- Architects: Prime Architecture
- Location: 402 Gunja-dong, Siheung-si, Gyeonggi-do, South Korea
- Design Team: Jin Kim, Thomas Tighe, Youngwoo Suh, Valentin Van Beek
- Area: 258.0 m2
- Project Year: 2017
- Photographs: Byungchul Jeon
- Engineer: Dongyang Consulting Engineers
From the architect. The Gatehouse is home to a family run Shabu Shabu restaurant in Siheung-Si, near Seoul. The form of the building is taken from an existing disused natural water well on site.
The water well is also incorporated into the functionality, where it is used to provide water throughout the building, as well as irrigation for the restaurants on site micro-farm.
The Clients grew up near the site and recall their family using the natural well during their childhood. After spending most of their working lives in Seoul their dream was to move back and create a restaurant which provided the local community with home grown produce.
Historically, the natural water well was used by the locals and served as a central meeting point for the community, but became disused once running water was provided in years past.
With this in mind, the design approach was to re-establish the well by using it as an aesthetic cue and also to incorporate it in a practical sense.
The building is formed with three masses. These are positioned carefully into the landscape and within the retaining walls which frame the sites sloping topography.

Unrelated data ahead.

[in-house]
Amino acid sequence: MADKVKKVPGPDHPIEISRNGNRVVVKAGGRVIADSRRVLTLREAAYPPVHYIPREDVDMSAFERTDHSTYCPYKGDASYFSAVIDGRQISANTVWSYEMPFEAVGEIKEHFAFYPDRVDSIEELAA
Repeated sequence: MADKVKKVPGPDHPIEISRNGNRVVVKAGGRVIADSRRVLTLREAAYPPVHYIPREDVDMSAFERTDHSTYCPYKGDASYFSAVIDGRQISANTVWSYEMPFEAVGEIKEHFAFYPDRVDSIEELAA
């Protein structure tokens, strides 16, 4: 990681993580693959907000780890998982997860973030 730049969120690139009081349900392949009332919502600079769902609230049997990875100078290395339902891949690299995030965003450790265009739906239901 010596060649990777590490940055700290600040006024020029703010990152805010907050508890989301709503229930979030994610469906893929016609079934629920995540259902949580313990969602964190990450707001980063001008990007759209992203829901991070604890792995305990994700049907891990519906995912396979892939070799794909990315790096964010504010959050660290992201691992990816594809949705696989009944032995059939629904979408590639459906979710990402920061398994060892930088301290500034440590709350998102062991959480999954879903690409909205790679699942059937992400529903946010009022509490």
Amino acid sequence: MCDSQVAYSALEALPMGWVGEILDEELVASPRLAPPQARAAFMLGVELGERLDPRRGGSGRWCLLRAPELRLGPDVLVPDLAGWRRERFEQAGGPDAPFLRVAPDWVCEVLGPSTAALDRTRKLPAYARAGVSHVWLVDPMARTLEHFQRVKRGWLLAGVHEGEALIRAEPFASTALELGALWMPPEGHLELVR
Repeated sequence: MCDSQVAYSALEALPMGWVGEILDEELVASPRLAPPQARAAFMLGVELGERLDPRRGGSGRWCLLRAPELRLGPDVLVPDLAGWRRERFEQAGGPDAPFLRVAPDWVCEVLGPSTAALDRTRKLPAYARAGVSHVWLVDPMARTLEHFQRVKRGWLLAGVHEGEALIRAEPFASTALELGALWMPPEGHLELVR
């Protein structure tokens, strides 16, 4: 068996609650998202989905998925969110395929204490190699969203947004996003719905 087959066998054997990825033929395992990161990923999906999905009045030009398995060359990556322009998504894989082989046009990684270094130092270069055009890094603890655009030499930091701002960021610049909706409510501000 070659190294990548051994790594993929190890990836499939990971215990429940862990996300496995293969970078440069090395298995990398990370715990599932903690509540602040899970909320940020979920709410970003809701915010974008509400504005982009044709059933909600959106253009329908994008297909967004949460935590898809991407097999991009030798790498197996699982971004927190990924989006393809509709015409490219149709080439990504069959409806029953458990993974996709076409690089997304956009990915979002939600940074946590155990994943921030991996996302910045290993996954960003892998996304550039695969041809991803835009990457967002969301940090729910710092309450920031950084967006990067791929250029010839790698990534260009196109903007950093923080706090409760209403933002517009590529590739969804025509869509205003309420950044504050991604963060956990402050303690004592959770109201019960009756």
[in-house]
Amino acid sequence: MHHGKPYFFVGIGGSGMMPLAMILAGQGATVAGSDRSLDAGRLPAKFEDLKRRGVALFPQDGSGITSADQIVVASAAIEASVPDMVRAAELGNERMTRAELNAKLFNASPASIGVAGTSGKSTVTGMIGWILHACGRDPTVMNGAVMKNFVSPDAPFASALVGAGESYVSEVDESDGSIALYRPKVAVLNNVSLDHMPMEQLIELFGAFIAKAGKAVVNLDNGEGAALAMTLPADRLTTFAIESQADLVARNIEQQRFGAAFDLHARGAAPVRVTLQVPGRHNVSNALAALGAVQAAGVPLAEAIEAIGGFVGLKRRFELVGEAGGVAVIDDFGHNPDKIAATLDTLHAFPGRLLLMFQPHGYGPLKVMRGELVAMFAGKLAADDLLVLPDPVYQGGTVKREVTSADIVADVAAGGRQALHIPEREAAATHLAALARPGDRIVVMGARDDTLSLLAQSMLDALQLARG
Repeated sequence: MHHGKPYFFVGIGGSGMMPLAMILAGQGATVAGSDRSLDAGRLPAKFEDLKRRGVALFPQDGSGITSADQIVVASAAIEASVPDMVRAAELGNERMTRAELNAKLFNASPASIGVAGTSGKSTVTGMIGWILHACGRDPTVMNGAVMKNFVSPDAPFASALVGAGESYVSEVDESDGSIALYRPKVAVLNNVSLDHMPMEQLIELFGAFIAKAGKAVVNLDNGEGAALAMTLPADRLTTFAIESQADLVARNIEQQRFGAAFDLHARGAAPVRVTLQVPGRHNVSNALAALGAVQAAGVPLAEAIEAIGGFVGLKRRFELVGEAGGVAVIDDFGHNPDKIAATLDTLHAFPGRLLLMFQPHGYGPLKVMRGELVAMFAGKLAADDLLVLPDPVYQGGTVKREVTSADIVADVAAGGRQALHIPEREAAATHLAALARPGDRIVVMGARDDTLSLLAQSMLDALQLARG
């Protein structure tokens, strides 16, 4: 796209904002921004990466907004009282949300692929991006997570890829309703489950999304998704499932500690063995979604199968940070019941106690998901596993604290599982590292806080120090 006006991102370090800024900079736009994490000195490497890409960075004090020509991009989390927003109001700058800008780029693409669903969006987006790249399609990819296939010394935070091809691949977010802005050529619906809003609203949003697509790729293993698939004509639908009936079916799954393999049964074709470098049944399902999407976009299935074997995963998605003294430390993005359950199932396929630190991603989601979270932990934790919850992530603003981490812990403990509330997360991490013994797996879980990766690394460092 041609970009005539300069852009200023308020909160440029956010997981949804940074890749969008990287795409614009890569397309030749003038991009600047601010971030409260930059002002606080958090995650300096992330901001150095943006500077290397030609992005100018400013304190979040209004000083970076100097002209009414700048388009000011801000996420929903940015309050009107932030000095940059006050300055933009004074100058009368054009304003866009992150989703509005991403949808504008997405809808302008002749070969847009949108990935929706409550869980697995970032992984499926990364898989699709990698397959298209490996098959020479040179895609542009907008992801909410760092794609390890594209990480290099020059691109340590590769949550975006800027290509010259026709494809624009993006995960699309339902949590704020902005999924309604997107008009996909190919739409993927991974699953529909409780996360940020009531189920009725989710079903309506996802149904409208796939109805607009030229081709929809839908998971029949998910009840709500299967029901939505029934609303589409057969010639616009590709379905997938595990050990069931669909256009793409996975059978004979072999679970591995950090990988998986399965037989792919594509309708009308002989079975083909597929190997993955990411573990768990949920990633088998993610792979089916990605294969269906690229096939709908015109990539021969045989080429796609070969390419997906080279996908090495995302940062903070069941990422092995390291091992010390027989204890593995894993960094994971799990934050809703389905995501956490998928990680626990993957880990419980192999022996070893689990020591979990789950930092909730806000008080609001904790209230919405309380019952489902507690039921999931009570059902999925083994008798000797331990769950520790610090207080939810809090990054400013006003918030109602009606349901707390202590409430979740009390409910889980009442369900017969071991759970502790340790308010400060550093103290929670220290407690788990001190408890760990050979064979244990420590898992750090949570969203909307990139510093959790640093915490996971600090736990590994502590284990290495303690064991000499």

The lower volume in closest proximity to the water well is a glass transparent lightweight box, which conveys water. The two solid concrete volumes take vessel like forms. The first one provides the ‘serviced area’ and is finished in timber board exposed concrete. This volume is where customers are served, with the seating, dining area and lounge.
The other solid concrete form is the ‘service area’ which is purposely finished in traditional exposed concrete formwork to differentiate itself from the other volumes. This space is where the kitchen, plant, WC, storage areas, and services are positioned.
To highlight the water well, a connection was formed from the existing well, which brings the water through to a viewable chamber now located in the external terrace, under the 4.7m long cantilever. An exposed trench which is positioned at the foot of the retaining walls shows this diversion of water to the chamber. This also acts as a water store which is used to transfer the water for use back through the building.